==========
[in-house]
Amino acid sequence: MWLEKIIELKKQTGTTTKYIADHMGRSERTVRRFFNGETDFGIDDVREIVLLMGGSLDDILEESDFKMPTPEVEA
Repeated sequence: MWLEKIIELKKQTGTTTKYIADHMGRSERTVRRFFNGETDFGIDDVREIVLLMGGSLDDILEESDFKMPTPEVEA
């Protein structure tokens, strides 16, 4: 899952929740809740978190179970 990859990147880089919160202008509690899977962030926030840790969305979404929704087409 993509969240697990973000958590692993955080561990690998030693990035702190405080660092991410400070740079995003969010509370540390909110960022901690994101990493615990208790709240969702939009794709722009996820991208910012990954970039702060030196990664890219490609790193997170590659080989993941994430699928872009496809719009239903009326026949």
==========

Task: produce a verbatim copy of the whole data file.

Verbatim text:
[in-house]
Amino acid sequence: MWLEKIIELKKQTGTTTKYIADHMGRSERTVRRFFNGETDFGIDDVREIVLLMGGSLDDILEESDFKMPTPEVEA
Repeated sequence: MWLEKIIELKKQTGTTTKYIADHMGRSERTVRRFFNGETDFGIDDVREIVLLMGGSLDDILEESDFKMPTPEVEA
């Protein structure tokens, strides 16, 4: 899952929740809740978190179970 990859990147880089919160202008509690899977962030926030840790969305979404929704087409 993509969240697990973000958590692993955080561990690998030693990035702190405080660092991410400070740079995003969010509370540390909110960022901690994101990493615990208790709240969702939009794709722009996820991208910012990954970039702060030196990664890219490609790193997170590659080989993941994430699928872009496809719009239903009326026949």